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Telemedicine is set for steady rise after pandemic: Experts



Telemedicine, which in a recent study was cited as having the greatest impact on workers' compensation during the COVID-19 pandemic, appears to be prepared to continue to grow even when states reopen, experts say.

San Diego-based computer technology company Mitchell International Inc. found in a recent survey of 100 professionals that 35% of labor compensation claims organizations that have implemented new technology during the COVID-19 pandemic say that telemedicine is the technology that has had the greatest impact on business. At the beginning of 2020, this figure was 32%.

"Telemedicine continues to be a really strong trend in work skills," said Rebecca Morgan, Kansas City, Missouri-based vice president of product management for Mitchell's Casualty Solutions Group, who led the study.

"There was a demand for much more telecommunications health services during home orders," she said. “But it came back at the end of it when we started reopening. Still, some of it has certainly stuck, and we expect it to continue to grow.

Getting into the picture are many government proposals to clear bureaucracy for providers of telemedicine and work compensation.

For example, Texas on Monday introduced HB 3098 to allow the corporate sector to conduct medical reviews using telemedicine. And lawmakers in Montana, Colorado, Arkansas and New Jersey have enacted legislation to better govern remote care.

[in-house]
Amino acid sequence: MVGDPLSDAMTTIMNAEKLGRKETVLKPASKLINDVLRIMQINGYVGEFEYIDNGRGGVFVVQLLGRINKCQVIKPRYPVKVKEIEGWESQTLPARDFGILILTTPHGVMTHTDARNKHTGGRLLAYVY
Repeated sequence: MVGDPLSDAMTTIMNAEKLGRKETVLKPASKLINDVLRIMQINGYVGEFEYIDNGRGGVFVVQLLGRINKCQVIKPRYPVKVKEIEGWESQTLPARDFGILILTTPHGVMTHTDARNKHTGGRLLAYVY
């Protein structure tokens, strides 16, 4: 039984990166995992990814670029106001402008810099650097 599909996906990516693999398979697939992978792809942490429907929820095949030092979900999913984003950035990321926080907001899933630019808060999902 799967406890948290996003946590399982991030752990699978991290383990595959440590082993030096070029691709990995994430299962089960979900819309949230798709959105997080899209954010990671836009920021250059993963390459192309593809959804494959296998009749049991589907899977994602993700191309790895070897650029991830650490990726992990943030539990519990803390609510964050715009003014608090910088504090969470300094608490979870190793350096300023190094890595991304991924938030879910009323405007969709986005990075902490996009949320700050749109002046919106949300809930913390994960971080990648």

Most states have made temporary changes since the pandemic began, and experts say they hope the rules ̵

1; tackling such aspects of care as payments and referrals – will become permanent.

For example, California's COVID-19 response to allowing virtual independent medical examinations, or IME, in the workforce has been a "game changer" that could lead to more changes in the future, says Mary Reaston, CEO, President and Chief Science Officer for Emerge Diagnostics Inc., a Carlsbad company in California that provides remote diagnostics of soft tissue muscle damage.

"IMEs are lagging behind now because doctors did not see people," she said, adding that she hopes "objective telemedicine is the wave of the future."

"States are getting there," said Ann Schnure, Cincinnati-based vice president of telemedicine for Concentra Inc., a provider of occupational health to injured workers.

Another driving force for change is that "much of the fear of a telemedicine visit has disappeared" for patients, she said.

"We are experiencing steady growth and adoption – not as it was (in the beginning of the pandemic) when people did it out of panic, she said. But" all this is here to stay ", she added.

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